Flexible working hours
Flexible working hours -alasivu - Yleistä - UUSI laki
Employees’ regular working hours can also be flexible. Flexible working hours allow employees to choose, within certain limits, the start and end times of their workdays themselves. Employees can also be permitted to take their daily breaks flexibly.
Rules governing flexible working hours
Flexible working hours must always be agreed between the employer and the employee, ideally in writing. A written agreement concerning flexible working hours that specifies the rules according to which an employee’s hours are to be worked also acts as the employee’s work schedule.
In addition to the employee’s regular working hours, the employee and the employer must agree on
- an uninterrupted period of fixed working hours each day
- the daily limits to flexibility and the “bandwidth” period within which all required hours must be worked
- the timings of the employee’s rest periods, and
- the maximum hours by which regular working hours can be exceeded and the minimum hours that have to be worked (“the flexible hours accumulation”).
Flexible working hours schemes that are in force indefinitely can be terminated at any time so that the employee will revert back to regular working hours at the end of the reference period during which notice is given. Fixed-term schemes of more than one year can be terminated after the first four months in the same way as schemes that are in force indefinitely.
What does agreeing on fixed working hours mean?
An employee’s fixed working hours are the core hours during which they must be at work each day. The core period must be one continuous period.
An employee’s fixed working hours should ideally be those hours of the day during which their presence at the workplace is necessary to ensure an uninterrupted flow of work. This can mean, for example, the hours during which staff meetings are held or the customer service desk is open.
What is the flexible period?
The Working Hours Act limits the length of the flexible period to four hours per day. The statutory maximum length of the flexible period can only be derogated from by collective agreements.
Employees can choose to work the entire flexible period either before the start or after the end of their fixed working hours. Employees can also split their flexible period and work some of it before the start of their fixed working hours and the rest at the end of the day. Alternatively, the entire workday can be split in two by leaving a gap between the fixed working hours and the flexible period. For example, an employee can be given permission to use some of their flexible period between the hours of 8.00 and 10.00 pm instead of immediately after the end of their fixed working hours. Employees can use the flexible period to either lengthen or shorten their regular daily working hours.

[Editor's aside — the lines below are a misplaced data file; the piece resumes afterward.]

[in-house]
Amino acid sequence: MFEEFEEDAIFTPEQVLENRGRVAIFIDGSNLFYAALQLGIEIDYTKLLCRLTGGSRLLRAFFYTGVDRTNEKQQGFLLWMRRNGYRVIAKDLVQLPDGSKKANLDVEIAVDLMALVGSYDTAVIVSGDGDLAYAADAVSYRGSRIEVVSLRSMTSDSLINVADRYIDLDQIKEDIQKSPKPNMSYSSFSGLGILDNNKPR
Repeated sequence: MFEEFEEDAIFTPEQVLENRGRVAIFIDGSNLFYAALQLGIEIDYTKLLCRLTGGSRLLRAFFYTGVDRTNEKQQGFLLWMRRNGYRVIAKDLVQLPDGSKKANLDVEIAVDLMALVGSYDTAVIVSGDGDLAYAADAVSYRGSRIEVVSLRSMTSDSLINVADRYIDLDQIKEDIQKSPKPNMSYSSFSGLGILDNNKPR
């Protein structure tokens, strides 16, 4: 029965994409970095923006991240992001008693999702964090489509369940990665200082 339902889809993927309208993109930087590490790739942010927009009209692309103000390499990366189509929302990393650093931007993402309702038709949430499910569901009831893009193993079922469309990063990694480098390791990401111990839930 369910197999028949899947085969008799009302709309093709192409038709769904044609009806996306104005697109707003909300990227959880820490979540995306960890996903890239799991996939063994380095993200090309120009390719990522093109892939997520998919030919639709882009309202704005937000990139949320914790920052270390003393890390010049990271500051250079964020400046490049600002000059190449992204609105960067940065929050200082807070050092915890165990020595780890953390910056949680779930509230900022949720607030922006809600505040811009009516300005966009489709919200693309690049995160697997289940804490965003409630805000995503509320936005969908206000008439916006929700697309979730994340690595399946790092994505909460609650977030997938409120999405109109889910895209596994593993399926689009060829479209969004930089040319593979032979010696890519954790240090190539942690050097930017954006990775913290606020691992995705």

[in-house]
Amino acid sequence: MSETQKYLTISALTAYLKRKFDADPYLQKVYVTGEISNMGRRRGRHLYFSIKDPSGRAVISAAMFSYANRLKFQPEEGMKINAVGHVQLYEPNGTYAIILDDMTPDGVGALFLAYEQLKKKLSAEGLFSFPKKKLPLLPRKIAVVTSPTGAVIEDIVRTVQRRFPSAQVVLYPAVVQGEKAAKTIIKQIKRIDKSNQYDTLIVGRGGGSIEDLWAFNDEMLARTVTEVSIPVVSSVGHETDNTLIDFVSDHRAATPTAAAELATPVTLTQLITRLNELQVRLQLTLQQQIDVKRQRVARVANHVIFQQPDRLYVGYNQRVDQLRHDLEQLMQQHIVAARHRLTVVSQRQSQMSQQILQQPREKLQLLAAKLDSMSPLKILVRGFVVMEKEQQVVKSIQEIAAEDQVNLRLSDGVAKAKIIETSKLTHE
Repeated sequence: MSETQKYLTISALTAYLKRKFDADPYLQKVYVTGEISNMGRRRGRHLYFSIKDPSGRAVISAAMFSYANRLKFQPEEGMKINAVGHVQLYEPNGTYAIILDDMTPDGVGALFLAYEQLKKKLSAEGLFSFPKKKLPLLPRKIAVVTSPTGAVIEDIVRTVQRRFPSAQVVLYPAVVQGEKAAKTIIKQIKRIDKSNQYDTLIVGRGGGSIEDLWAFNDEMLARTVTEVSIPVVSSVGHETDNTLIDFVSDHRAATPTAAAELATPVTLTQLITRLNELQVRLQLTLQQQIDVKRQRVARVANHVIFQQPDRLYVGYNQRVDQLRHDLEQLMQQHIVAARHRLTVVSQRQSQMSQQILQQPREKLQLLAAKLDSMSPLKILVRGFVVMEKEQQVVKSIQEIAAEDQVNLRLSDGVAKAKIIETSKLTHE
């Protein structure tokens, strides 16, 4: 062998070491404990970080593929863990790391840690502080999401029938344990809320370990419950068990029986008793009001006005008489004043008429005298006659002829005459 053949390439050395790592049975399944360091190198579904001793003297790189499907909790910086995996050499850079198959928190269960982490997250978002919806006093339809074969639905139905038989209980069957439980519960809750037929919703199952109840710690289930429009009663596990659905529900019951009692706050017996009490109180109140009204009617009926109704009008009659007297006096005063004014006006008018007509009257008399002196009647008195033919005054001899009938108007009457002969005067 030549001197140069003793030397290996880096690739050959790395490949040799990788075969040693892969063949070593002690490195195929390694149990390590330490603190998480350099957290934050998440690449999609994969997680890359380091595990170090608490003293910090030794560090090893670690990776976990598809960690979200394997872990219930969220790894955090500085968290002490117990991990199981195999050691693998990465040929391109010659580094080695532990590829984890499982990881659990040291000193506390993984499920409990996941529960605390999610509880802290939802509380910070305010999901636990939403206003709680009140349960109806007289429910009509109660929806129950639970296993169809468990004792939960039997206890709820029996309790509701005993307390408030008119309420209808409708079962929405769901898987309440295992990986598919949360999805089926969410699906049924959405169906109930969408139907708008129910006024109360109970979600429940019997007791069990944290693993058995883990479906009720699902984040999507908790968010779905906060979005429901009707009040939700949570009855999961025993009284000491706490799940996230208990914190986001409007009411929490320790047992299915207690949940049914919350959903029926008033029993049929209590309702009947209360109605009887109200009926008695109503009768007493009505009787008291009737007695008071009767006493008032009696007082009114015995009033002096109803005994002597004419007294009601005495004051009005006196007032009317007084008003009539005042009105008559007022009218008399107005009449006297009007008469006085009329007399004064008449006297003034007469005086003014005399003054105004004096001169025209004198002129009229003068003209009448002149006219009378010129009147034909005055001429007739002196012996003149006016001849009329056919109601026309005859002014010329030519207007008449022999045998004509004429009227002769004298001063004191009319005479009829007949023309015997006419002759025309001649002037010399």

What is the flexible hours accumulation?
By working longer or shorter days, employees accumulate either a surplus or a deficit on their regular working hours. This accumulation must not amount to a surplus of more than 60 hours or a deficit of more than 20 hours at the end of each four-month reference period. These maximum surpluses and deficits can only be derogated from by collective agreements.
What is a reference period?
The weekly regular working hours of employees working flexible hours must average out at no more than 40 hours during each four-month reference period. Employees on flexible working hours can choose to work either more or less hours than the average each day within the limits set for the scheme. They can also, for example, accumulate a surplus of more than 60 hours, as long as they bring the total accumulation to within their 60-hour surplus allowance by the end of the reference period.
Employers can agree to let their employees lower their surplus accumulation by taking individual hours or days off work.
Employees should ideally have a way of tracking their flexible working hours accumulation in real time in order to be able to regulate their working hours and accumulation. In practice, introducing a flexible working hours scheme also requires the employer to invest in an electronic working hours monitoring system.
Flexible working hours -alasivu - Työntekijälle - UUSI laki
Flexible working hours accumulations
If you work flexible hours, it is your responsibility to ensure that you do not exceed your maximum accumulation allowances. For example, if the maximum surplus of hours that you are allowed to accumulate has been set at 60 hours, it is your duty to make sure that you stay within your allowance during each reference period.
If you reach your accumulation allowance before the end of the reference period and you still need to work longer days, talk to your employer about the possibility of working overtime.